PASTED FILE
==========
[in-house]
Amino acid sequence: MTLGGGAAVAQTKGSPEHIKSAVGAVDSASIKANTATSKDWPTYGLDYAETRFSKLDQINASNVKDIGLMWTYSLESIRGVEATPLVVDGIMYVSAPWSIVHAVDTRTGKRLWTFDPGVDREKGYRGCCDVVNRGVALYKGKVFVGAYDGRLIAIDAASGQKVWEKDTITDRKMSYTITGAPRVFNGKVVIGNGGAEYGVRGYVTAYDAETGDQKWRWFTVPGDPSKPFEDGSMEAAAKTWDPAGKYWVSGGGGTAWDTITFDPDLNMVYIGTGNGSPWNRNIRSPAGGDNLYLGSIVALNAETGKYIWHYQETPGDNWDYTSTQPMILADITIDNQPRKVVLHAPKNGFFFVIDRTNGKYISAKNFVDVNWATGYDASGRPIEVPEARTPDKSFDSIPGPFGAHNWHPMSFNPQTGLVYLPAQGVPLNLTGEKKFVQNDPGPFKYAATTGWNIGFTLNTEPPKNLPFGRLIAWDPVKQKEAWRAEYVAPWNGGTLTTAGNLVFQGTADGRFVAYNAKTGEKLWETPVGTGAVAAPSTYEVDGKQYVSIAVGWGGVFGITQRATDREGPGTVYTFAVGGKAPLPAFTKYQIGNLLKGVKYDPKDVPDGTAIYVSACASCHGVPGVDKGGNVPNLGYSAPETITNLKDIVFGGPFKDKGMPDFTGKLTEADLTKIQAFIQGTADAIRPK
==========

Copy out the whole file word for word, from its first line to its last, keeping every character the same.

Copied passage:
[in-house]
Amino acid sequence: MTLGGGAAVAQTKGSPEHIKSAVGAVDSASIKANTATSKDWPTYGLDYAETRFSKLDQINASNVKDIGLMWTYSLESIRGVEATPLVVDGIMYVSAPWSIVHAVDTRTGKRLWTFDPGVDREKGYRGCCDVVNRGVALYKGKVFVGAYDGRLIAIDAASGQKVWEKDTITDRKMSYTITGAPRVFNGKVVIGNGGAEYGVRGYVTAYDAETGDQKWRWFTVPGDPSKPFEDGSMEAAAKTWDPAGKYWVSGGGGTAWDTITFDPDLNMVYIGTGNGSPWNRNIRSPAGGDNLYLGSIVALNAETGKYIWHYQETPGDNWDYTSTQPMILADITIDNQPRKVVLHAPKNGFFFVIDRTNGKYISAKNFVDVNWATGYDASGRPIEVPEARTPDKSFDSIPGPFGAHNWHPMSFNPQTGLVYLPAQGVPLNLTGEKKFVQNDPGPFKYAATTGWNIGFTLNTEPPKNLPFGRLIAWDPVKQKEAWRAEYVAPWNGGTLTTAGNLVFQGTADGRFVAYNAKTGEKLWETPVGTGAVAAPSTYEVDGKQYVSIAVGWGGVFGITQRATDREGPGTVYTFAVGGKAPLPAFTKYQIGNLLKGVKYDPKDVPDGTAIYVSACASCHGVPGVDKGGNVPNLGYSAPETITNLKDIVFGGPFKDKGMPDFTGKLTEADLTKIQAFIQGTADAIRPK